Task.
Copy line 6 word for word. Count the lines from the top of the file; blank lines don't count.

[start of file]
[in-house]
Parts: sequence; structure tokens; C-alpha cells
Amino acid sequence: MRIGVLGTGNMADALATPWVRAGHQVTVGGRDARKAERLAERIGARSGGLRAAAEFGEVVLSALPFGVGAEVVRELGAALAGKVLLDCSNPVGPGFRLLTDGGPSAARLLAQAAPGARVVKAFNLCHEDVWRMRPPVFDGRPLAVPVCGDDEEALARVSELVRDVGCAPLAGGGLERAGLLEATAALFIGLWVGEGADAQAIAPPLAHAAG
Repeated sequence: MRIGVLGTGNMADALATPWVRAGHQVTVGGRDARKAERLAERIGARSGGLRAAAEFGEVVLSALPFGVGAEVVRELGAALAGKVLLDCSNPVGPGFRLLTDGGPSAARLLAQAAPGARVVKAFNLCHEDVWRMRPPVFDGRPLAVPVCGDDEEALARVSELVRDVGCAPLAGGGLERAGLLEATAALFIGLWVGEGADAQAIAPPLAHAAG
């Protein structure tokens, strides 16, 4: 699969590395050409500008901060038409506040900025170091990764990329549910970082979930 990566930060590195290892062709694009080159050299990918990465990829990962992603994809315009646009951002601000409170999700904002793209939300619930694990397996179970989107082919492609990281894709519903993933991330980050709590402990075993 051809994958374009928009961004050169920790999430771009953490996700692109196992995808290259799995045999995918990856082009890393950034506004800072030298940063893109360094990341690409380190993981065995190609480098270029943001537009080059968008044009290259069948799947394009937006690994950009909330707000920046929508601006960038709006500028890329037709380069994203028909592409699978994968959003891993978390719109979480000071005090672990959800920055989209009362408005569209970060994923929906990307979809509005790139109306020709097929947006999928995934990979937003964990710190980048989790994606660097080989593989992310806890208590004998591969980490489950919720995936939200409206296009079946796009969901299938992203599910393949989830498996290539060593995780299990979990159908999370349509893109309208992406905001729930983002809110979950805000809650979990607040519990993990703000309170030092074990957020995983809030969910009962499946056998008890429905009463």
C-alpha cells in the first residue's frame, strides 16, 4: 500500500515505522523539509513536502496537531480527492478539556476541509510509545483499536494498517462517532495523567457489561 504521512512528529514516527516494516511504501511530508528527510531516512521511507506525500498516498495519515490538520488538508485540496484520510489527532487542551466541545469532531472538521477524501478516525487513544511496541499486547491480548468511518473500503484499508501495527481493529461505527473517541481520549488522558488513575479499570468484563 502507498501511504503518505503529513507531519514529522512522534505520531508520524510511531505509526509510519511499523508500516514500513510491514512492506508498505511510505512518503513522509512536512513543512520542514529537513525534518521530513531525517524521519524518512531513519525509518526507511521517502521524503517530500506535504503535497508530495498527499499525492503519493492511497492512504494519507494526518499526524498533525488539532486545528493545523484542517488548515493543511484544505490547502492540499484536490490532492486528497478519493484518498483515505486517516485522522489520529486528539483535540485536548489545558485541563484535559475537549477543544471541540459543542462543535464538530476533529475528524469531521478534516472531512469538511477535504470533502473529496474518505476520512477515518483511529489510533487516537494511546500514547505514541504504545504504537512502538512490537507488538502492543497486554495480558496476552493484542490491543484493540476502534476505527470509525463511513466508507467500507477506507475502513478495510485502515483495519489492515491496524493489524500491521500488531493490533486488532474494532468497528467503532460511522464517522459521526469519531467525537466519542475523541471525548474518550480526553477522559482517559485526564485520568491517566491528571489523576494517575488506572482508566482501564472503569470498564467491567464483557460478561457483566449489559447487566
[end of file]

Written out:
C-alpha cells in the first residue's frame, strides 16, 4: 500500500515505522523539509513536502496537531480527492478539556476541509510509545483499536494498517462517532495523567457489561 504521512512528529514516527516494516511504501511530508528527510531516512521511507506525500498516498495519515490538520488538508485540496484520510489527532487542551466541545469532531472538521477524501478516525487513544511496541499486547491480548468511518473500503484499508501495527481493529461505527473517541481520549488522558488513575479499570468484563 502507498501511504503518505503529513507531519514529522512522534505520531508520524510511531505509526509510519511499523508500516514500513510491514512492506508498505511510505512518503513522509512536512513543512520542514529537513525534518521530513531525517524521519524518512531513519525509518526507511521517502521524503517530500506535504503535497508530495498527499499525492503519493492511497492512504494519507494526518499526524498533525488539532486545528493545523484542517488548515493543511484544505490547502492540499484536490490532492486528497478519493484518498483515505486517516485522522489520529486528539483535540485536548489545558485541563484535559475537549477543544471541540459543542462543535464538530476533529475528524469531521478534516472531512469538511477535504470533502473529496474518505476520512477515518483511529489510533487516537494511546500514547505514541504504545504504537512502538512490537507488538502492543497486554495480558496476552493484542490491543484493540476502534476505527470509525463511513466508507467500507477506507475502513478495510485502515483495519489492515491496524493489524500491521500488531493490533486488532474494532468497528467503532460511522464517522459521526469519531467525537466519542475523541471525548474518550480526553477522559482517559485526564485520568491517566491528571489523576494517575488506572482508566482501564472503569470498564467491567464483557460478561457483566449489559447487566